The problem with the proposed "Offshore Collaborative approach is that NYPA, LIPA and Con Ed will be required to buy electricity priced in the range of 20 c/kw-hr or more (such as this reference from the Energy Information Agency: http://www.eia.gov/forecasts/aeo/electricity_generation.cfm) via this anti-renewable energy/fossil fuel advocating right wing group: http://canadafreepress.com/index.php/article/59071, In this case, the best guess is 22 c/kw-hr, caused by a very high total project cost (6.6 million/MW of capacity) and ridiculously high "money costs" and investors looking for 15% TO 20% returns on their investment, which is considered risky. The risk? The varying price of electricity, and the likelihoods that subsidies the project relies on might not be allowed to continue….

Anyway, a large German electricity provider/grid operator with the name of E. On recently installed a low cost offshore wind farm in Swedish waters for around $3.3 million/MW of capacity. The project was set up to use the lessons of recent offshore wind projects so as to do this one at low cost. And it worked…. So maybe these could be translated to NY City's waters…..

Karehamn - A Model Introduction into practical Offshore Wind:
The island of Oland is located in the southeast corner of Sweden in the Baltic Sea is similar in many ways to Long Island, at least size-wise. However, instead of being a sand dune pointing east west and inhabited by ~ 6 million people.., it tends to point north-south, and it is a limestone rock that managed to resin in place when glaciers were at least a mile thick 20,000 years ago. However, average wind speeds over the waters next to both islands are pretty similar. A wind farm consisting of 16 x 3 MW wind turbines was recently installed near the eastern side of the island in the shallow waters between 3 to 5 miles off the coast in 6 to 20 meters of water. Project costs were kept low by a number of ways. One was the use of "gravity" foundations (1800 ton reinforced concrete units) that were constructed on a barge, towed to the site and then placed in the specified locations by a humongous barge crane ("Rambiz"). Another was to pre-assembe the steel towers (80 meters) on the docks and then to transport them to the site and install them in a single lift onto those concrete foundations with a jack-up ship equipped with another large crane. The nacelle-hub was assembled onshore and then placed on the tower, with the blades then lifted up and attached to the hub. The goal cost of the project was $160 million, or $3.33 million per MW of capacity, or about 75% of the going rate for nearshore projects, and 57% of "deep water, far offshore projects. And, mission accomplished..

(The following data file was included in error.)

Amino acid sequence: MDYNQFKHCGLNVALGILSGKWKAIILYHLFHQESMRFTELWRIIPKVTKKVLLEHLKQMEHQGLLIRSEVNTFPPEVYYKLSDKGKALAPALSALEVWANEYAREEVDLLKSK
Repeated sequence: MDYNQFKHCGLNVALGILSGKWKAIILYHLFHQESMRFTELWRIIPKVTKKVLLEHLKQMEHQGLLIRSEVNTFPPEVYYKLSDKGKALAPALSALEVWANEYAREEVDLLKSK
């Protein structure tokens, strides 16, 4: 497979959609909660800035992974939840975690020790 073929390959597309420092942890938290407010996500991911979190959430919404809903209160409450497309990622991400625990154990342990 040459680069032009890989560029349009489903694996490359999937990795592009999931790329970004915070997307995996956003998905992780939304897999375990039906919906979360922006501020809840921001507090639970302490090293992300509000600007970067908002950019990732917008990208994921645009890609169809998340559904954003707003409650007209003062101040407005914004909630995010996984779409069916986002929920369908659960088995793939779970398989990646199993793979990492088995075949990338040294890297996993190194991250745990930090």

A similar arrangement could be done alongside Long Island - in shallow waters, with wind speeds similar to those at this Swedish example project, using made in America (Vestas V112 units are made in Colorado) wind turbines, using gravity foundations constructed in or near NY City on barges. But what would make thus truly low cost is the funding source. For that, municipal/state bonds could more than make up for all of the subsidies that would be heaped upon a private developer (NY or NJ projects) - especially the Investment Tax Credit (ITC) and the rapid depreciation (MACRS) which combined would mean a rebate via avoided taxes of close to 75% of the total project cost. In the NJ case, additional subsidies in the form of high priced "Renewable Energy Credits" (RECs) would also be added. But the taxes not paid by those very high income investors would need to be either paid by everyone else or else not paid at all. So, either more national debt or no school/Food Stamps/infrastructure spending… some choice, eh?